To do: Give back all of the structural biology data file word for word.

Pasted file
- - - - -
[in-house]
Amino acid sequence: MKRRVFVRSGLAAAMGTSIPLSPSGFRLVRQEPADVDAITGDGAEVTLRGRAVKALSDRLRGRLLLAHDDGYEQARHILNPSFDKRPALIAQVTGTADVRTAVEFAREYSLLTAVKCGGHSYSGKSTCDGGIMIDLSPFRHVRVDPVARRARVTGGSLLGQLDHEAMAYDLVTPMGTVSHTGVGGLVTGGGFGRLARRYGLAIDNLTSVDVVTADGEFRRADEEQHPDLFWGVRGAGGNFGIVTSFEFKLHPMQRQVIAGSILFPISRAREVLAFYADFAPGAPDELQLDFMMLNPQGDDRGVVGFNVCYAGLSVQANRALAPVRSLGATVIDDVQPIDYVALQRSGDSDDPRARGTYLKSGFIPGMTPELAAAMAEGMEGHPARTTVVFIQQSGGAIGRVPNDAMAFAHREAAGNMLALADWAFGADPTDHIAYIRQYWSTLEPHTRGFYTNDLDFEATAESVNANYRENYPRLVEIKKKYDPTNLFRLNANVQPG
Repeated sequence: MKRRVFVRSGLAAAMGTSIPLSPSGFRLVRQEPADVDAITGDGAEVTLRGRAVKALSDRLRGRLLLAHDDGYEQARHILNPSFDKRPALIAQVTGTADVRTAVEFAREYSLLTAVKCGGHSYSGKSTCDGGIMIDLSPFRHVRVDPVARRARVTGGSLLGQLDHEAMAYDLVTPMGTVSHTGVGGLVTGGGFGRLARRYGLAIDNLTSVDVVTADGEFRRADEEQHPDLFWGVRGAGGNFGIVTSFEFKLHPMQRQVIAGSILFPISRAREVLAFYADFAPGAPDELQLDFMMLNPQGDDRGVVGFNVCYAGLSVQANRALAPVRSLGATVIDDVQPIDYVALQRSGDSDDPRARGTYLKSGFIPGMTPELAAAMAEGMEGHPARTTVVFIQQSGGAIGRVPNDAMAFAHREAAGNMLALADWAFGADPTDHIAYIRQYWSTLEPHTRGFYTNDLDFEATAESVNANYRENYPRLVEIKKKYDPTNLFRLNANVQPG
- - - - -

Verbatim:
[in-house]
Amino acid sequence: MKRRVFVRSGLAAAMGTSIPLSPSGFRLVRQEPADVDAITGDGAEVTLRGRAVKALSDRLRGRLLLAHDDGYEQARHILNPSFDKRPALIAQVTGTADVRTAVEFAREYSLLTAVKCGGHSYSGKSTCDGGIMIDLSPFRHVRVDPVARRARVTGGSLLGQLDHEAMAYDLVTPMGTVSHTGVGGLVTGGGFGRLARRYGLAIDNLTSVDVVTADGEFRRADEEQHPDLFWGVRGAGGNFGIVTSFEFKLHPMQRQVIAGSILFPISRAREVLAFYADFAPGAPDELQLDFMMLNPQGDDRGVVGFNVCYAGLSVQANRALAPVRSLGATVIDDVQPIDYVALQRSGDSDDPRARGTYLKSGFIPGMTPELAAAMAEGMEGHPARTTVVFIQQSGGAIGRVPNDAMAFAHREAAGNMLALADWAFGADPTDHIAYIRQYWSTLEPHTRGFYTNDLDFEATAESVNANYRENYPRLVEIKKKYDPTNLFRLNANVQPG
Repeated sequence: MKRRVFVRSGLAAAMGTSIPLSPSGFRLVRQEPADVDAITGDGAEVTLRGRAVKALSDRLRGRLLLAHDDGYEQARHILNPSFDKRPALIAQVTGTADVRTAVEFAREYSLLTAVKCGGHSYSGKSTCDGGIMIDLSPFRHVRVDPVARRARVTGGSLLGQLDHEAMAYDLVTPMGTVSHTGVGGLVTGGGFGRLARRYGLAIDNLTSVDVVTADGEFRRADEEQHPDLFWGVRGAGGNFGIVTSFEFKLHPMQRQVIAGSILFPISRAREVLAFYADFAPGAPDELQLDFMMLNPQGDDRGVVGFNVCYAGLSVQANRALAPVRSLGATVIDDVQPIDYVALQRSGDSDDPRARGTYLKSGFIPGMTPELAAAMAEGMEGHPARTTVVFIQQSGGAIGRVPNDAMAFAHREAAGNMLALADWAFGADPTDHIAYIRQYWSTLEPHTRGFYTNDLDFEATAESVNANYRENYPRLVEIKKKYDPTNLFRLNANVQPG